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Xylitol and Dogs

Xylitol is a sugar alcohol that is often found in many products and food such as toothpaste, sugar-free candy/breath mints, and most commonly in many brands of sugar-free chewing gum.

Xylitol, while safe for human consumption, is toxic to dogs. Even small amounts of xylitol can cause hypoglycemia (low blood sugar), seizures, liver failure and even death. The toxic dose of xylitol in dogs is approximately 0.1 grams/kg of body weight. One piece of chewing gum or 1 breath mint typically contains 0.2 to 1 gram of xylitol. Meaning that it could take only one piece of gum or 1 breath mint containing xylitol to cause toxicity in a dog. Even an old chewed piece of gum could potentially have enough xylitol left in it to harm a dog seriously.

One of the first symptoms that can arise from ingesting xylitol is hypoglycemia (low blood sugar). Clinical signs to watch for can include vomiting, weakness, ataxia ( difficulty getting up and or walking), depression, and seizures.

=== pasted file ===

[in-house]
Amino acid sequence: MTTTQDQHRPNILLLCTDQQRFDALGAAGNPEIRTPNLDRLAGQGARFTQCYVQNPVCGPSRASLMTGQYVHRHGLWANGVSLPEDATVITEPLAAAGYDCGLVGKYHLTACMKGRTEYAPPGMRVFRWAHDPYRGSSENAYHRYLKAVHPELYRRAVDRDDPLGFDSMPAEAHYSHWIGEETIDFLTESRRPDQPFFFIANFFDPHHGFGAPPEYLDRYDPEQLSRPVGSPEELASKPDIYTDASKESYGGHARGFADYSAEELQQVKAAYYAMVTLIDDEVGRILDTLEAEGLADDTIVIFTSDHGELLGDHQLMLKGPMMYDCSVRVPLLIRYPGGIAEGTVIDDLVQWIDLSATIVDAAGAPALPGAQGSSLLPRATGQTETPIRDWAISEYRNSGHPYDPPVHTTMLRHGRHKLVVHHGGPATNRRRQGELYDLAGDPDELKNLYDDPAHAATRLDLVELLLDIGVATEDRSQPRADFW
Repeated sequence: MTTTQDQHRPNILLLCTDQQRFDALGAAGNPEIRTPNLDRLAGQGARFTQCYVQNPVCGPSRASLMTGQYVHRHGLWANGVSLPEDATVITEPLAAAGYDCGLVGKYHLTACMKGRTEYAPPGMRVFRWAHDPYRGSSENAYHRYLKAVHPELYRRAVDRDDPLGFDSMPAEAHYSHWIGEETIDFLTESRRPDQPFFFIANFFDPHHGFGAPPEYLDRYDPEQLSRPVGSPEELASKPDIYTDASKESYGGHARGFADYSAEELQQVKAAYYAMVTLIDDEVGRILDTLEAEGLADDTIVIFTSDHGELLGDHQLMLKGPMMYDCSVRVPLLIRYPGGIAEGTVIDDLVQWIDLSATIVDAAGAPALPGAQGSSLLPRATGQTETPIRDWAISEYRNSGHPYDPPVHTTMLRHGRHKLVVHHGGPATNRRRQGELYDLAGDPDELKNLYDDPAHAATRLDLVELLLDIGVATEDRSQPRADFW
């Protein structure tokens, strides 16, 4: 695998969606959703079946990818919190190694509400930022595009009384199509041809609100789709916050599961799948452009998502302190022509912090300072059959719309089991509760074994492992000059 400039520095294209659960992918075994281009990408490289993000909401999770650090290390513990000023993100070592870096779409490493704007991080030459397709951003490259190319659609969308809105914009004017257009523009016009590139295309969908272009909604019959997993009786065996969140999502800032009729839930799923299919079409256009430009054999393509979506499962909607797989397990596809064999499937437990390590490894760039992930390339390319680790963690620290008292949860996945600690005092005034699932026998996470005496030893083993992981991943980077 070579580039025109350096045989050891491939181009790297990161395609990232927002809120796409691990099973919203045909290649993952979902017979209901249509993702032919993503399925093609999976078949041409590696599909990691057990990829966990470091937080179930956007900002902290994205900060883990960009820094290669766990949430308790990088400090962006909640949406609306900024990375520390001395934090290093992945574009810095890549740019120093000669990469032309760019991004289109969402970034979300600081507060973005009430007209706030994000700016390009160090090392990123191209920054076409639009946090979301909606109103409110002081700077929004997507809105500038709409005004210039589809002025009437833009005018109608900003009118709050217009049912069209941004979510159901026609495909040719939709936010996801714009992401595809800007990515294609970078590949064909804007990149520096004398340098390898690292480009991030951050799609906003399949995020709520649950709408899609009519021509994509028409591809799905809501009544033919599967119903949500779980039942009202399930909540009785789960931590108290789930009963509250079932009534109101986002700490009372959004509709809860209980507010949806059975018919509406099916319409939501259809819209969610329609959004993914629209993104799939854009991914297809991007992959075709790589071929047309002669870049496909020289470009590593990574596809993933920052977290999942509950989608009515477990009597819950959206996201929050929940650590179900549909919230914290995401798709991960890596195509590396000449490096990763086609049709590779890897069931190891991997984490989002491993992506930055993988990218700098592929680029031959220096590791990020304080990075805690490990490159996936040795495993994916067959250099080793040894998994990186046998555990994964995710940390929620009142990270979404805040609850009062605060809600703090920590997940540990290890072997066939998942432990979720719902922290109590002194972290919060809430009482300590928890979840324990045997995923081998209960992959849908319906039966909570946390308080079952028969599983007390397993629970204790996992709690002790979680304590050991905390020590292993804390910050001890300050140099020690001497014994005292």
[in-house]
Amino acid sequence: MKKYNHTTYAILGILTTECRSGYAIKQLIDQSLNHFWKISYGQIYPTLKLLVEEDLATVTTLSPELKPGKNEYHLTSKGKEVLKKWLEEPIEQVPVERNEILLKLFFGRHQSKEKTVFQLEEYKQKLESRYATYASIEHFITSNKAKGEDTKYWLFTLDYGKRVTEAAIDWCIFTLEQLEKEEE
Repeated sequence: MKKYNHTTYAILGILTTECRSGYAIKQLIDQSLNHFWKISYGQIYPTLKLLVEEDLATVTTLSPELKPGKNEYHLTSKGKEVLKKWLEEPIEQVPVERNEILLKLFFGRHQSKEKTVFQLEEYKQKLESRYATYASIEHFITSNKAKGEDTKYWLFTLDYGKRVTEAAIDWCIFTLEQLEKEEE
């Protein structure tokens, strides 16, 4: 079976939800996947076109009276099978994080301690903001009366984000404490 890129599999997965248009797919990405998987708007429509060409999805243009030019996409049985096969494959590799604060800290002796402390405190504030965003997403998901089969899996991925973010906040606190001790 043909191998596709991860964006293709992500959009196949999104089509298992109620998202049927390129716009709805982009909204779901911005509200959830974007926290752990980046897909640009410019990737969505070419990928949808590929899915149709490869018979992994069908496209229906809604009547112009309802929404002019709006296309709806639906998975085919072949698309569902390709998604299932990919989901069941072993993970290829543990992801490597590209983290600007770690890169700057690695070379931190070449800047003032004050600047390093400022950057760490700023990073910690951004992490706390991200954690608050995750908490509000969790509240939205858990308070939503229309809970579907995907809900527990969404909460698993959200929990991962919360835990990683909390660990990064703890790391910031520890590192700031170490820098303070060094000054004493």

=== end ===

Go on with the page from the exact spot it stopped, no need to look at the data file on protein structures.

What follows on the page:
It is extremely important that the pet owner takes their dog to the veterinarian right away if they suspect or have witnessed the dog ingesting a product containing xylitol. Symptoms of toxicity can start to take effect within 30 minutes of ingestion.

The sooner a veterinarian can start proper treatment after ingestion, the better the chance for a full recovery with no long term side effects.

If you have any questions or concerns, please give us a call at 506.622.2355.

Written by: Carla, RVT

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